3 Free Web Apps That Helped Me Kickstart My Business


 Have you just started to build your new side hustle and are currently looking for tools that make your life easier?

Or do you search for new ways to increase your productivity as an entrepreneur?

Well, let me tell you: you are not alone. As soon as I wanted to go all-in with my side hustle, I struggled with finding the right online tools to structure my ideas. Although there is an overwhelmingly high number of web apps available, I often found them restricting customization and creative freedom.

However, with the use of the right tools, an idea can not only be turned into reality, but productivity can also be fun. And it is even more convenient if you don’t have to pay a dime of it.

1. Milanote — the idea machine

I came across this tool for the first time when watching a video of designer Karin Bohn on her youtube channel. She praised the platform for working efficiently with her team during the design and implementation process. Although I don’t manage a team, Milanote was the right place for me when I started conceptualizing my ideas.

Milanote can be seen as a large whiteboard for ideas, inspiration, but also the development process. It is the number one place for creativity and individual expression. All creators can use it; no matter whether you are a marketer, writer, or designer. While writers can plan their storytelling and illustrate character relationships, content creators can upload their social media briefings or check off their tasks on the to-do list. Everyone who would like to sort their ideas and inspiration aesthetically pleasing has made the right choice with this tool.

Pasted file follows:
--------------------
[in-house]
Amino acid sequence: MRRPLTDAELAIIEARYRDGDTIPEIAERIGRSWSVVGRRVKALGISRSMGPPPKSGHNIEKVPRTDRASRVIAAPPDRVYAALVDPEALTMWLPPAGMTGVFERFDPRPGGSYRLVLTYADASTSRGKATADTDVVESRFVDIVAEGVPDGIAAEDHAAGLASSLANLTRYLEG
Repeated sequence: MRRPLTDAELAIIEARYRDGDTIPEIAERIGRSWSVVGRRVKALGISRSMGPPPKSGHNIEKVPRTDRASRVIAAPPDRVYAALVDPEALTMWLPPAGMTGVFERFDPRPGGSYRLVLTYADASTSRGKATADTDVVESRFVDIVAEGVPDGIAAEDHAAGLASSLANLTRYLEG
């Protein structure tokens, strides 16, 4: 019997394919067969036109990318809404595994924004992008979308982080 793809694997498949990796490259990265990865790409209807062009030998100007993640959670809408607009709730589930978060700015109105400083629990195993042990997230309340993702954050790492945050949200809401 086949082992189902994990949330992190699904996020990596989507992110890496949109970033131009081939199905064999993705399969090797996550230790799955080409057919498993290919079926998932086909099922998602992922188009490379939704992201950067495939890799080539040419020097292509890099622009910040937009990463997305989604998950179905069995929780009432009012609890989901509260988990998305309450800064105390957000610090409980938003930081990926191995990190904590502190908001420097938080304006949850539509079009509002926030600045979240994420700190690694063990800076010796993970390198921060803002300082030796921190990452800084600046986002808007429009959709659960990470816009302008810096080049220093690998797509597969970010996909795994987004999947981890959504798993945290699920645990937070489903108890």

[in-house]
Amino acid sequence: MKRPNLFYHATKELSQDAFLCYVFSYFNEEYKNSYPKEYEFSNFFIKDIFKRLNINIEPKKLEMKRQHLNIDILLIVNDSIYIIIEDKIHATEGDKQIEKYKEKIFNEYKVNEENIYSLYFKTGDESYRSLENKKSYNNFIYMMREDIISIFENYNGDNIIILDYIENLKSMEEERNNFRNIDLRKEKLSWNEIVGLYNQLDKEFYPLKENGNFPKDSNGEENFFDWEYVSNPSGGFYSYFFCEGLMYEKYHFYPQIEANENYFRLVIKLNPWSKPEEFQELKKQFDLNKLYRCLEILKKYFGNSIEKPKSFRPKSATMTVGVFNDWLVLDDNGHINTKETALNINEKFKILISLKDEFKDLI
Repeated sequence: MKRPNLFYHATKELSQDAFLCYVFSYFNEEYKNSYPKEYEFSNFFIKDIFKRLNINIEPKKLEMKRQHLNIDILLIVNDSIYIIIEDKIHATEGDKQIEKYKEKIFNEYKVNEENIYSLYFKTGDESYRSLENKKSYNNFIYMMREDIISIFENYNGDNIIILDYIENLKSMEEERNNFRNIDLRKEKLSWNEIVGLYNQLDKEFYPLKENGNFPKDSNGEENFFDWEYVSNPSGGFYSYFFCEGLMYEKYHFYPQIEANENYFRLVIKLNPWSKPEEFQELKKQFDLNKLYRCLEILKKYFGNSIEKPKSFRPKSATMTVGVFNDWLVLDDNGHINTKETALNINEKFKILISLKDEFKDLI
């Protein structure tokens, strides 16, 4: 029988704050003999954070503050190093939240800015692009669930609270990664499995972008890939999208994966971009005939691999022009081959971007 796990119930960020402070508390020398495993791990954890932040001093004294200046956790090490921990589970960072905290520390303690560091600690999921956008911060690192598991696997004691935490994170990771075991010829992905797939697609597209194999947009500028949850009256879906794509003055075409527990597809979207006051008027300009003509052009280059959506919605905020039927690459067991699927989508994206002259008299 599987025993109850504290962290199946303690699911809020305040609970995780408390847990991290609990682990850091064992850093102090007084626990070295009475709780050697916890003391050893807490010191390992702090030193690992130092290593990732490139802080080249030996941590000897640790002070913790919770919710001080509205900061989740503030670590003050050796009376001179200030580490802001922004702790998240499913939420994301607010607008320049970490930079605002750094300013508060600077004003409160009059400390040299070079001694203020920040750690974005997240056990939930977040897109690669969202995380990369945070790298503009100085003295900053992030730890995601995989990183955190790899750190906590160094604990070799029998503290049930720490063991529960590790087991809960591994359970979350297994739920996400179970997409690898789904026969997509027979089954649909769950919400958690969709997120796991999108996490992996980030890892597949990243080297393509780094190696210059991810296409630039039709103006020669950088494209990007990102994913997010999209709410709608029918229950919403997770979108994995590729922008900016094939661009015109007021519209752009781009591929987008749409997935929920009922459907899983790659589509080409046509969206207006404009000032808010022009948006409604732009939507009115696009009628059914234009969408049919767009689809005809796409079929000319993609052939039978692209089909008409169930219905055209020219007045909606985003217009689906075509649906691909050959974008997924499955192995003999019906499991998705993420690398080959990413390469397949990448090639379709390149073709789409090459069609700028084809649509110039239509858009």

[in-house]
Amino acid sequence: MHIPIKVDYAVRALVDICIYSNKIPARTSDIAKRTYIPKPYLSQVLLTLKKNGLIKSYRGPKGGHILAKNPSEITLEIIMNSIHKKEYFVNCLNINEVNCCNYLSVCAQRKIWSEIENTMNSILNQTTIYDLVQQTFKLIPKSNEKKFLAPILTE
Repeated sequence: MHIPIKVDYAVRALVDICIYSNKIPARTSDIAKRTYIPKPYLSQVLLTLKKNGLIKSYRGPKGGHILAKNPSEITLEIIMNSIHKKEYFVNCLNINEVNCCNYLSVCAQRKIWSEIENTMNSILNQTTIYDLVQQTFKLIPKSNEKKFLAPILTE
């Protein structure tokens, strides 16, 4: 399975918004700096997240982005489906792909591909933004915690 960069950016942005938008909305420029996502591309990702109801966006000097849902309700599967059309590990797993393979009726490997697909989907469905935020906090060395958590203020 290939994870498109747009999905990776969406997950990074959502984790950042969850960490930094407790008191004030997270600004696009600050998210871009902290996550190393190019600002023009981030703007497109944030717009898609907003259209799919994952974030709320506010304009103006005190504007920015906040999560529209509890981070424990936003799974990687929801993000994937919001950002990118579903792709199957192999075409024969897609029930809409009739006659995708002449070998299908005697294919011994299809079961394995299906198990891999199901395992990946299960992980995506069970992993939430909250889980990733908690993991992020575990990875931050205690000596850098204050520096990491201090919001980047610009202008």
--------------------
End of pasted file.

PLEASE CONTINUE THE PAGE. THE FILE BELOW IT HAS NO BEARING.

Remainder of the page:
screenshot from milanote.com

Thomas de Monaco, a photographer for Chanel, describes Milanote as the “visual extension of (his) brain.” It is due to endless options: The insertion of links, photos, videos, and text is all possible, in every formation imageable with whatever color you like. If there is one thing that most creatives don’t like, it’s the limitation.

Milanote ensures full flexibility when visually organizing your work. You can categorize tasks with icons that bring you to subboards or solve problems through brainstorming. And if you are all done, you can export your boards as pdfs and print them out.

As a visual person, Milanote helped me stay productive by constantly giving me motivation through the power of images. Every time I was second-guessing my idea, I had a look at my convincing vision board and regained focus. There are also multiple templates to guide you through your creative concept to avoid getting too overwhelmed by the endless options.

Overall theme: Think outside the box.

2. Miro — the all-rounder

Miro is the right approach when it comes to collecting information. Their website states that Miro is a “simple-to-use online whiteboard built to help you collaborate with others any time, anywhere.”

It can be especially beneficial in the coaching business when it comes to working remotely with clients. Even group units with more than 20 people working in the tool are no problem and offer many options, especially for group workshops. Everyone can share their notes, texts, images, and graphics.